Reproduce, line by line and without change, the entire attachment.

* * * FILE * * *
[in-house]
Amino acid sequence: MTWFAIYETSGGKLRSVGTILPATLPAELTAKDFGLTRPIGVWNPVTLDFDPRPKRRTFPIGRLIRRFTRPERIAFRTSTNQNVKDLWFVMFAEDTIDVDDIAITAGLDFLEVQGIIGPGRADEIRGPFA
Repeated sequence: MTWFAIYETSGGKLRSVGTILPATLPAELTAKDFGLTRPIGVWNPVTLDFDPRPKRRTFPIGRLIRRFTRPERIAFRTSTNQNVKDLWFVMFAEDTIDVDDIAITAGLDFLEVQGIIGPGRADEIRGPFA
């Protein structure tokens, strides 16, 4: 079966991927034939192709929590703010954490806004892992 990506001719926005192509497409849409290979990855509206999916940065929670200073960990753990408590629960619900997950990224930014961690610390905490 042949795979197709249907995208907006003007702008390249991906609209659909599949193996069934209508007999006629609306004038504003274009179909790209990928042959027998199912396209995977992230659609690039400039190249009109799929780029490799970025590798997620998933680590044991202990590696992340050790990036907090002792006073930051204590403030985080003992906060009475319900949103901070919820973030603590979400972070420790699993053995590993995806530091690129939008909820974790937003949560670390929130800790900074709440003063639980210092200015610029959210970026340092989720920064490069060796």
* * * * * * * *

[in-house]
Amino acid sequence: MTWFAIYETSGGKLRSVGTILPATLPAELTAKDFGLTRPIGVWNPVTLDFDPRPKRRTFPIGRLIRRFTRPERIAFRTSTNQNVKDLWFVMFAEDTIDVDDIAITAGLDFLEVQGIIGPGRADEIRGPFA
Repeated sequence: MTWFAIYETSGGKLRSVGTILPATLPAELTAKDFGLTRPIGVWNPVTLDFDPRPKRRTFPIGRLIRRFTRPERIAFRTSTNQNVKDLWFVMFAEDTIDVDDIAITAGLDFLEVQGIIGPGRADEIRGPFA
């Protein structure tokens, strides 16, 4: 079966991927034939192709929590703010954490806004892992 990506001719926005192509497409849409290979990855509206999916940065929670200073960990753990408590629960619900997950990224930014961690610390905490 042949795979197709249907995208907006003007702008390249991906609209659909599949193996069934209508007999006629609306004038504003274009179909790209990928042959027998199912396209995977992230659609690039400039190249009109799929780029490799970025590798997620998933680590044991202990590696992340050790990036907090002792006073930051204590403030985080003992906060009475319900949103901070919820973030603590979400972070420790699993053995590993995806530091690129939008909820974790937003949560670390929130800790900074709440003063639980210092200015610029959210970026340092989720920064490069060796």